Vote for Me
The primary economic growth of the 21st century will be fundamentally based on information age technologies, i.e. software and data that can be very easily be transported globally as (digital) bytes instead of (analog) atoms.
Those communities that optimize their economies around information age products and services will allow their citizens to enjoy the higher quality of life benefits of: a) more time to do things with whom, when, and where they want; b) living a more participatory (personally interactive) instead of a spectator lifestyle; c) lower taxes since their government can be more efficient, open, decentralized and minimal, in short much closer to being "of the people, by the people and for the people"; d) a clearer environment since more people will only have to travel when they want to rather when they have to; e) individualized life-long learning at lower cost and more availability; f) a safer community since fewer citizens will feel a sense of hopelessness about not being able to be as good as they can be.
There is only a short "window of time" for the leading-edge cities of the 21st century to optimize their overall community to exploit information age technologies as the more affluent workers will have increasingly higher degrees of mobility to be able to "live where they want and work where they want." A higher cost of living for services they don't need such as a light rail system and because they have to subsidize too many low-income citizens will make a city less competitive to attract and retain these workers.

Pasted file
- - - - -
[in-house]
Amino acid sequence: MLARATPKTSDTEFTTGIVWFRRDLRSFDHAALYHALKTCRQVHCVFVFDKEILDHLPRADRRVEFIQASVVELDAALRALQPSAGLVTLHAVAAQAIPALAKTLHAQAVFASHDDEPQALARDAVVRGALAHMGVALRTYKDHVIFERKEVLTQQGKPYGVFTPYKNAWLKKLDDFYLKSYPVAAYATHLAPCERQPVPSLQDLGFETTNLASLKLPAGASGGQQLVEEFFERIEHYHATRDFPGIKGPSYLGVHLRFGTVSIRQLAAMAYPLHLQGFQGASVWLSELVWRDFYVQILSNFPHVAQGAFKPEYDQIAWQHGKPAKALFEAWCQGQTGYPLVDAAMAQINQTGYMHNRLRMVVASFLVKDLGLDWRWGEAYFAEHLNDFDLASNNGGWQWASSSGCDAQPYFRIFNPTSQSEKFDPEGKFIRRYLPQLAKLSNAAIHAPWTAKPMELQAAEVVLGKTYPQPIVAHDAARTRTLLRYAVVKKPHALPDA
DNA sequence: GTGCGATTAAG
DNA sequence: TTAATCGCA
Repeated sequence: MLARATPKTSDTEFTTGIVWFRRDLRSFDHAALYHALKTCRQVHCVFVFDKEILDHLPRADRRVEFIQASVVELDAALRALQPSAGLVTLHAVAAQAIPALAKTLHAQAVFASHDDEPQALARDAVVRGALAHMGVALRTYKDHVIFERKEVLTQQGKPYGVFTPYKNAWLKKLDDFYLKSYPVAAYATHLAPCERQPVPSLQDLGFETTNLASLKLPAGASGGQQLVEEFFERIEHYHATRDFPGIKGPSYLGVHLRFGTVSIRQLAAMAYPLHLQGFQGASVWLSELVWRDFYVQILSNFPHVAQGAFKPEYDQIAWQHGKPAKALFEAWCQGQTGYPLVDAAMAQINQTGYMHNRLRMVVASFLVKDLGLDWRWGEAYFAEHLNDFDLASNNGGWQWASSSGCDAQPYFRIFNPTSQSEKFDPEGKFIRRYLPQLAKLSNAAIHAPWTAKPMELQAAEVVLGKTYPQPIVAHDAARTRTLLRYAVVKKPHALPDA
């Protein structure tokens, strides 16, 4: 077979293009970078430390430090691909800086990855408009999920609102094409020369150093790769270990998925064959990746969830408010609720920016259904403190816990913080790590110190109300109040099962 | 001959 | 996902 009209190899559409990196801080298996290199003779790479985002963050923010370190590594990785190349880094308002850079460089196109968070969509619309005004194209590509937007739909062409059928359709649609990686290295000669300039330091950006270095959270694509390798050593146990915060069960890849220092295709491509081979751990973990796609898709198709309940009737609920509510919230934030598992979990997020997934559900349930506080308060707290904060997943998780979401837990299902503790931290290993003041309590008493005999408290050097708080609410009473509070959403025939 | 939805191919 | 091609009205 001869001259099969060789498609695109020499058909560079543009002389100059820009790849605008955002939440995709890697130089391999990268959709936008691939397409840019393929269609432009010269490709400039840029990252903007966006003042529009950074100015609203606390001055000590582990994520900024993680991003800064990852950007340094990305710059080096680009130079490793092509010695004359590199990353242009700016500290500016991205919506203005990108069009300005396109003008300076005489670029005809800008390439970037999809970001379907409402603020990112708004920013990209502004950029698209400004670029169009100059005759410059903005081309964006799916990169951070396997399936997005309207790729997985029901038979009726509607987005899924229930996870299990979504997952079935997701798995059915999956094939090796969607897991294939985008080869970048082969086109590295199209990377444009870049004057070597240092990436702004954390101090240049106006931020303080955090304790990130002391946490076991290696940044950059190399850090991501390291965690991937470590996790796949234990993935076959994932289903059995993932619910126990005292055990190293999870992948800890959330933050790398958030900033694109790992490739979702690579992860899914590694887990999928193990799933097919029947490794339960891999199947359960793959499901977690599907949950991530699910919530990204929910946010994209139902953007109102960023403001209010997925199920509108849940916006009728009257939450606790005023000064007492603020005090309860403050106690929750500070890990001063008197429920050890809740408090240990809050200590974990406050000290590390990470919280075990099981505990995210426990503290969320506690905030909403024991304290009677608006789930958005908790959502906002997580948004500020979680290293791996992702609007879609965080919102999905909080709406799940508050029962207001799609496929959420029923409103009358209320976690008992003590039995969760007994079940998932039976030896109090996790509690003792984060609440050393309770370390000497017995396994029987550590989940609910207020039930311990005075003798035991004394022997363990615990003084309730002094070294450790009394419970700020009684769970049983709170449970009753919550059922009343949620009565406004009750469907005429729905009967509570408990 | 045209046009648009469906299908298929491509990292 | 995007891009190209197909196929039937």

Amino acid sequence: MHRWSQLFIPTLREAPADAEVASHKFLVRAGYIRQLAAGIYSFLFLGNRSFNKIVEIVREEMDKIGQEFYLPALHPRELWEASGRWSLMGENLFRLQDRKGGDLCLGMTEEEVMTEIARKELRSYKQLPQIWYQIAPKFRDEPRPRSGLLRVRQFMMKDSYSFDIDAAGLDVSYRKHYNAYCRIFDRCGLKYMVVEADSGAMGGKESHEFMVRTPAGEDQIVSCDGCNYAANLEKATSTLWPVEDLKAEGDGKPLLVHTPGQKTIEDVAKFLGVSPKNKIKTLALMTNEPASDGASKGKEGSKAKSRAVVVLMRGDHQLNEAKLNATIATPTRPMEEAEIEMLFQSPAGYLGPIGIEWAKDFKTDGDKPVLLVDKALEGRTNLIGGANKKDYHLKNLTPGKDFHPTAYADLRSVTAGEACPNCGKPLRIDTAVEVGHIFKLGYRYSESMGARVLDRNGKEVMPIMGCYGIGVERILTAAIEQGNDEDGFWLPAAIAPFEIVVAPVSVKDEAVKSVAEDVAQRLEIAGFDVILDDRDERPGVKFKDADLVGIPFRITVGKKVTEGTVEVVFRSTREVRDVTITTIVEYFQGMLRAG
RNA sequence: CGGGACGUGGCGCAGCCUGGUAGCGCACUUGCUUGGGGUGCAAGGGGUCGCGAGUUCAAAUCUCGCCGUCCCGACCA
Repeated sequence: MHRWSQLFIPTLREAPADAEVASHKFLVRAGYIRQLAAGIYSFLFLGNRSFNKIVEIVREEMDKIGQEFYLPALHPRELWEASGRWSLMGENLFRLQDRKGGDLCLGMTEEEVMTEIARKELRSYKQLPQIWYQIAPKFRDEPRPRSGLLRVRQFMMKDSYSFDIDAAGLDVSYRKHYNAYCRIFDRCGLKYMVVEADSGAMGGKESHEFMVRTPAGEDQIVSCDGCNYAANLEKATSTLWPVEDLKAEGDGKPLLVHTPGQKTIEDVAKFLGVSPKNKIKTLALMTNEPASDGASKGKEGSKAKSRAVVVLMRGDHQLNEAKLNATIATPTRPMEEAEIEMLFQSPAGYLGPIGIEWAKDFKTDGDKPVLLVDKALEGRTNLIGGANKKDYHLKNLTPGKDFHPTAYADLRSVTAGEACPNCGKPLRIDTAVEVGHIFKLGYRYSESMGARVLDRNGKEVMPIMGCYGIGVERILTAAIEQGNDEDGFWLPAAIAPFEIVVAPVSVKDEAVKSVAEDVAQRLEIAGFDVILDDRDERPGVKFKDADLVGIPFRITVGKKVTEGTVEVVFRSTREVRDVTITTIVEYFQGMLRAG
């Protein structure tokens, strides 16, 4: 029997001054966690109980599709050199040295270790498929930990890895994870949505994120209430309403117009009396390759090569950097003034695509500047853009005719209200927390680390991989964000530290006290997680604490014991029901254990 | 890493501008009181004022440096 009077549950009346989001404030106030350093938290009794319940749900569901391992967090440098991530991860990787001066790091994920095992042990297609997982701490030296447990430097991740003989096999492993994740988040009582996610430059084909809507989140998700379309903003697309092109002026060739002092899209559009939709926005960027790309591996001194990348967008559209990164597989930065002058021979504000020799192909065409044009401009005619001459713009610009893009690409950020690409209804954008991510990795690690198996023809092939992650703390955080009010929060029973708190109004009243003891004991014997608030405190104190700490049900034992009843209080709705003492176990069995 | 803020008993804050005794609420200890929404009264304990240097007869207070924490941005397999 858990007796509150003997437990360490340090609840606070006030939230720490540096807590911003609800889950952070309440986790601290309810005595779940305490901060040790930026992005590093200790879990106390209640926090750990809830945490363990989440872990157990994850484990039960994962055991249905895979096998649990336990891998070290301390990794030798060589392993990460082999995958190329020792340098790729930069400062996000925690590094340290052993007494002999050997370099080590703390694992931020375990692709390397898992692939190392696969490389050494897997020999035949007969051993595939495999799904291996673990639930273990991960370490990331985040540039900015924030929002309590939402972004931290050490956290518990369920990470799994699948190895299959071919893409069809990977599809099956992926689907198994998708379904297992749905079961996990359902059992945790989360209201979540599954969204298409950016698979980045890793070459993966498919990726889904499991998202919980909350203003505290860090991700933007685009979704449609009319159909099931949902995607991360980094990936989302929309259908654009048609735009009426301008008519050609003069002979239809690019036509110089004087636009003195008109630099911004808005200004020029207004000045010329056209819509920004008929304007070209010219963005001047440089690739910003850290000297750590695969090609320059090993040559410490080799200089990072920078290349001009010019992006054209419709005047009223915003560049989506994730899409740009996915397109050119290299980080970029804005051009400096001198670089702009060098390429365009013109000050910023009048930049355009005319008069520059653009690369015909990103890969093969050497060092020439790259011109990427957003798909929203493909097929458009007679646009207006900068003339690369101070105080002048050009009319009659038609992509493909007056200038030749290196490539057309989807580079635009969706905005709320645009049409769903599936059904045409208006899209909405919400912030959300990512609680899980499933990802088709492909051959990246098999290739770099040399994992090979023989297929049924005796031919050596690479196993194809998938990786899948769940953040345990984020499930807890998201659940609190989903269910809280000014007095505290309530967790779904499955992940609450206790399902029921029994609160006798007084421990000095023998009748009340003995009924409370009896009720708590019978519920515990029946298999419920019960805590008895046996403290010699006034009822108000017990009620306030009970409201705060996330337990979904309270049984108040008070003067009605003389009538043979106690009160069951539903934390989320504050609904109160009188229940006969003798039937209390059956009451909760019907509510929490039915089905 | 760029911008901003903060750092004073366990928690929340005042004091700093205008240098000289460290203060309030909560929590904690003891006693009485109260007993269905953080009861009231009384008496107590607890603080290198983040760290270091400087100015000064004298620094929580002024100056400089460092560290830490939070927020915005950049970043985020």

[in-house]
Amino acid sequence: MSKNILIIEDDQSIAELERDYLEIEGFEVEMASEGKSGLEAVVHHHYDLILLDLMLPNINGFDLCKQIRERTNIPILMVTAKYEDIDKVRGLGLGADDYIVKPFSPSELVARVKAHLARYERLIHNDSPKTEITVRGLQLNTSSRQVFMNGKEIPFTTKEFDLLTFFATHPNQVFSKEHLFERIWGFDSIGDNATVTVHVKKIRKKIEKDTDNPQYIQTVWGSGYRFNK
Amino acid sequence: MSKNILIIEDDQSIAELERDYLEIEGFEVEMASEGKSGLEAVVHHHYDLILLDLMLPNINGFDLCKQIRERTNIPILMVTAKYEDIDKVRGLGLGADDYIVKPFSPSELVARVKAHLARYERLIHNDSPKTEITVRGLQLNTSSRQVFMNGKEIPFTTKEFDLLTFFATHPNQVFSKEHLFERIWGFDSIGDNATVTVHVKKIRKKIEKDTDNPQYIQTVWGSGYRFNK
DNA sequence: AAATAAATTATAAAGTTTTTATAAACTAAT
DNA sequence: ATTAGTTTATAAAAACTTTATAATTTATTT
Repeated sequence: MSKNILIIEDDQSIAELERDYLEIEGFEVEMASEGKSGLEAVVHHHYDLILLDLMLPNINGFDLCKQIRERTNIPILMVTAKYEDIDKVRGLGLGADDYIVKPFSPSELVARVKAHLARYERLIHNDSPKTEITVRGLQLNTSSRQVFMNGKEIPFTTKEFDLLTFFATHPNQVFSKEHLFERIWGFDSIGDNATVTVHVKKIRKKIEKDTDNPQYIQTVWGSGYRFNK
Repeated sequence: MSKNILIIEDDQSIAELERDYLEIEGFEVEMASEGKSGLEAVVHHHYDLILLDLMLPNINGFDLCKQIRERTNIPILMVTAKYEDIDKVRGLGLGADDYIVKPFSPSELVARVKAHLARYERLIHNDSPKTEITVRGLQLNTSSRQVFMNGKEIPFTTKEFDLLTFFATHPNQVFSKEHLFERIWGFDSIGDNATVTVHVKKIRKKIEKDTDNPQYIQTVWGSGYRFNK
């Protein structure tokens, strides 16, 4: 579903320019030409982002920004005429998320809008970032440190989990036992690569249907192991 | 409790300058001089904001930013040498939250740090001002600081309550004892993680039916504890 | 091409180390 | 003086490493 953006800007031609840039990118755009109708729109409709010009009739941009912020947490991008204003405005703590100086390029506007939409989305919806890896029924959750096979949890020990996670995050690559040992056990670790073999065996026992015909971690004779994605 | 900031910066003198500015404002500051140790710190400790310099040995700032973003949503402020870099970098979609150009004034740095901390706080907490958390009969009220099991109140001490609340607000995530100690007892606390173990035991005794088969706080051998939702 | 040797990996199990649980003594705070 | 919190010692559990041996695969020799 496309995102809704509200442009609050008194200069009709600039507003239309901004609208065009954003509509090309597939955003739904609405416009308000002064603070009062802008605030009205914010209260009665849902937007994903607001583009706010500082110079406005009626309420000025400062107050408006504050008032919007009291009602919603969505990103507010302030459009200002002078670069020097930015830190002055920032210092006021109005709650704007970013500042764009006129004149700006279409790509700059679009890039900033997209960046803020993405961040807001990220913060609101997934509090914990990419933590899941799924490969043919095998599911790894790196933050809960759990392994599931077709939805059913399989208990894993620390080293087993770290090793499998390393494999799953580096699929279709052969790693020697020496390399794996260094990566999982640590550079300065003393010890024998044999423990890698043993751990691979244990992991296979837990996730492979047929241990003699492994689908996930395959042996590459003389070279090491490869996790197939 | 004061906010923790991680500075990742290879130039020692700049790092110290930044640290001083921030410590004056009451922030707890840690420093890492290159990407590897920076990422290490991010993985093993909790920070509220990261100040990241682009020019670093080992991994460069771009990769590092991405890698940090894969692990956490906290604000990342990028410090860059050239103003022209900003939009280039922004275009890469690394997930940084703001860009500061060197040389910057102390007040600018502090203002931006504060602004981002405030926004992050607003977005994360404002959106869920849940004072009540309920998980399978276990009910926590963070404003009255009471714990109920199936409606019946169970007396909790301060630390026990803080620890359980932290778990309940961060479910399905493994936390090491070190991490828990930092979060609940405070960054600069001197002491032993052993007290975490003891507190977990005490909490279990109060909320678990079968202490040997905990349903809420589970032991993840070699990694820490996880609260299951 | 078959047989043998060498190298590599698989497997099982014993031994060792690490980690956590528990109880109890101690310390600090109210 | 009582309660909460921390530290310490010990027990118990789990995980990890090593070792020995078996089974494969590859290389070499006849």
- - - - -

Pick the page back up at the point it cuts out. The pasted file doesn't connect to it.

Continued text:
I am the only candidate for mayor of Austin who not only has the vision of these benefits but also the experience and leadership to achieve them. As such, you have a real choice for your next mayor!
PS: More information can be found on my web page: http://ReadThis.com/Ted4Mayor
And the best call from a campaign worker is...
I pick up the phone today and the guy says "I'm with the Ronney Reynolds for Mayor campaign. Are you familiar with Mr. Reynolds?"
I said "Yes I am and there's no way on earth I'd ever vote for the guy."
So he says "Cool. Thanks."
Before Mr. Nichols "deliver(s) a lecture about how KIND should play by the rules and follow the regulation of the FCC..." I feel we should set a few facts straight ["Media Clips," Vol. 16, No. 33].
We are not Pirate Radio, regardless that we do not have a million dollar permit/license. We are playing be the rules and following the regulations of the FCC, even though they might not like it. And we are micro KIND RADIO SAN MARCOS not KIND.